Vogue is the best selling and most influential fashion magazine in the world, with copies selling in America, England, France, Italy and all over the world. The publication has an advanced and deep history- having lived through both World Wars, the industrial revolution and The Great Depression- always keeping fashion in mind.
Vogue was founded in 1892 by Arthur Turnure, an American, with the dream of making a weekly newspaper, but Vogue was never going to be an ordinary newspaper. Turnure wanted to devote the newspaper to the “ceremonial side of life” with a target audience of New Yorkers, particularly those of an aristocratic persona. As it is now, Vogue is primarily considered a “women’s fashion magazine” but when it was first published it also covered sport in order to engage a male readership.
Fashion has always been an incredibly elite genre of journalism. Fashion publications such as Vogue, Elle and Harper’s Bazaar were (and still are) costly glossy magazines catered to entice a readership that is a slight caliber above the general public. Basically, rich and posh people. But (thankfully) this is no more! But who do we have to thank for this? THE INTERNET OF COURSE! Thanks to the internet anyone and everyone now has the means needed to access the joys of fashion journalism with just the click of a button! But, when did it all begin?
Peggy Fortnum is the original illustrator of Paddington Bear who has died, aged 96, at Freda Gunton House Residential Home in Colchester. In 1958 she was commissioned by the author of the Paddington stories, Michael Bond, to create a visual interpretation of the loveable bear. Her original drawings were black and white pen drawings in 1958 for a total of eleven Paddington books.
With January being a month when we all feel the financial pinch it’s difficult not to leave the romance behind until February, but not anymore! Here is how to beat the January blues (and avoid a month of “Netflix and Chill”) with my top 5 January date ideas.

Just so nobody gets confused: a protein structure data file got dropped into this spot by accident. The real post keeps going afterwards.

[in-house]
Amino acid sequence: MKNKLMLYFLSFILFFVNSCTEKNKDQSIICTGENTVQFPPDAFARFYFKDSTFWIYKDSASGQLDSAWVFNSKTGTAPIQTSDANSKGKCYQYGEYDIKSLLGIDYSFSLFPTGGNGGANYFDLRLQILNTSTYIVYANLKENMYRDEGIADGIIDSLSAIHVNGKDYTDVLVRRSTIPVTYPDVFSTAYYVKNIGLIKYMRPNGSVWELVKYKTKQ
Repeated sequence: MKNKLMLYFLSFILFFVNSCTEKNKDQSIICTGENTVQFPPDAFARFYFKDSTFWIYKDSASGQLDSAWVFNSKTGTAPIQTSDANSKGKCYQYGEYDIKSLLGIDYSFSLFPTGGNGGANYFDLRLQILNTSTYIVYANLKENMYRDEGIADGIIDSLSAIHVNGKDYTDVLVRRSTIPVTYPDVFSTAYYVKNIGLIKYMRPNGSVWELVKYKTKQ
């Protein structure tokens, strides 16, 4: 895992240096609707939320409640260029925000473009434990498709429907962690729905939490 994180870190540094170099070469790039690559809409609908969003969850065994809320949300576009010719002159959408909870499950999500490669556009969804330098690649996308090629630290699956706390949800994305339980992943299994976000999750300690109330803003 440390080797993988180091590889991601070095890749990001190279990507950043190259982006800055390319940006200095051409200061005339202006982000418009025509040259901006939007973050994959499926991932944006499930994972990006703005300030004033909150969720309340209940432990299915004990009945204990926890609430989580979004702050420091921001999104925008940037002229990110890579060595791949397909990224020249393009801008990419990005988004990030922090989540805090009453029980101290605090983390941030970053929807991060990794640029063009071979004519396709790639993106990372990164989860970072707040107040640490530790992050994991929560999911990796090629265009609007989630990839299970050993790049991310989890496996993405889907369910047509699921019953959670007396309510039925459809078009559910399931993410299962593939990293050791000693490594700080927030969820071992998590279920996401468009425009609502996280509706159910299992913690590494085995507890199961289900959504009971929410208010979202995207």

One of the most overlooked aspects of fashion is language. The evolution of the English language has created an entirely new way for us to communicate. (Which we can’t deny, is very important to us ladies!). Social media sites such as Facebook and Twitter – that we all love – have aided the evolution of language and allow for a separate social universe with a whole new way of speaking. Of course, like everything else, this affects fashion!
Of course it isn’t just modern words that we’ve brought into fashion. The creation of neologisms (new words) for fashion has been going on for centuries.
Here’s a bit of background: the renaissance period was renowned for coining new terms for fashion. Ever wondered where the words ‘beret’ and ‘flat cap’ came from? Ladies, I present to you the renaissance. We all love a good pair of high heels, but did you know the original name for heels was ‘chopines’? As you can see, English Language has a huge impact on the way we interpret fashion today.
Alexander McQueen was a revolutionary fashion designer who captured the minds of many both famous and ordinary people. Since his passing in 2010 there have been many tributes to him including the Savage Beauty exhibition featured in The Metropolitan Museum of Art in New York City and at London’s V&A museum as well as various celebrities celebrating his life such as Lady Gaga and Bjork. The latest tribute to the late genius is James Phillips masterpiece of a play entitled “McQueen” at Theatre Royal Haymarket..